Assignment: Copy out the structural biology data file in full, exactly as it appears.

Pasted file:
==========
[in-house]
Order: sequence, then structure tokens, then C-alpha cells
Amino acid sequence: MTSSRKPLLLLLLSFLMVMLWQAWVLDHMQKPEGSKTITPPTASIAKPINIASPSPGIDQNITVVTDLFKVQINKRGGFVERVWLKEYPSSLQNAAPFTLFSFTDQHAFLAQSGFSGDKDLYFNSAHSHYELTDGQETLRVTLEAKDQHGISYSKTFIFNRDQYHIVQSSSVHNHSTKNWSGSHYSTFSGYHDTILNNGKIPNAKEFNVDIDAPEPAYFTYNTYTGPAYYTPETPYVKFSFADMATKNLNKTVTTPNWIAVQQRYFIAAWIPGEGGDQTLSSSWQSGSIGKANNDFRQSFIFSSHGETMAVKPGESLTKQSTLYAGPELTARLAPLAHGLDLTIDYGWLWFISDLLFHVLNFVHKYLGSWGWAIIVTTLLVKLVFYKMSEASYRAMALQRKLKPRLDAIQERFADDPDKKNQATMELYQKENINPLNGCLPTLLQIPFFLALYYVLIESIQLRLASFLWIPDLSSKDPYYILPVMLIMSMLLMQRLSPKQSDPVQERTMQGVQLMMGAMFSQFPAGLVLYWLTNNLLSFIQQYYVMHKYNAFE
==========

[in-house]
Order: sequence, then structure tokens, then C-alpha cells
Amino acid sequence: MTSSRKPLLLLLLSFLMVMLWQAWVLDHMQKPEGSKTITPPTASIAKPINIASPSPGIDQNITVVTDLFKVQINKRGGFVERVWLKEYPSSLQNAAPFTLFSFTDQHAFLAQSGFSGDKDLYFNSAHSHYELTDGQETLRVTLEAKDQHGISYSKTFIFNRDQYHIVQSSSVHNHSTKNWSGSHYSTFSGYHDTILNNGKIPNAKEFNVDIDAPEPAYFTYNTYTGPAYYTPETPYVKFSFADMATKNLNKTVTTPNWIAVQQRYFIAAWIPGEGGDQTLSSSWQSGSIGKANNDFRQSFIFSSHGETMAVKPGESLTKQSTLYAGPELTARLAPLAHGLDLTIDYGWLWFISDLLFHVLNFVHKYLGSWGWAIIVTTLLVKLVFYKMSEASYRAMALQRKLKPRLDAIQERFADDPDKKNQATMELYQKENINPLNGCLPTLLQIPFFLALYYVLIESIQLRLASFLWIPDLSSKDPYYILPVMLIMSMLLMQRLSPKQSDPVQERTMQGVQLMMGAMFSQFPAGLVLYWLTNNLLSFIQQYYVMHKYNAFE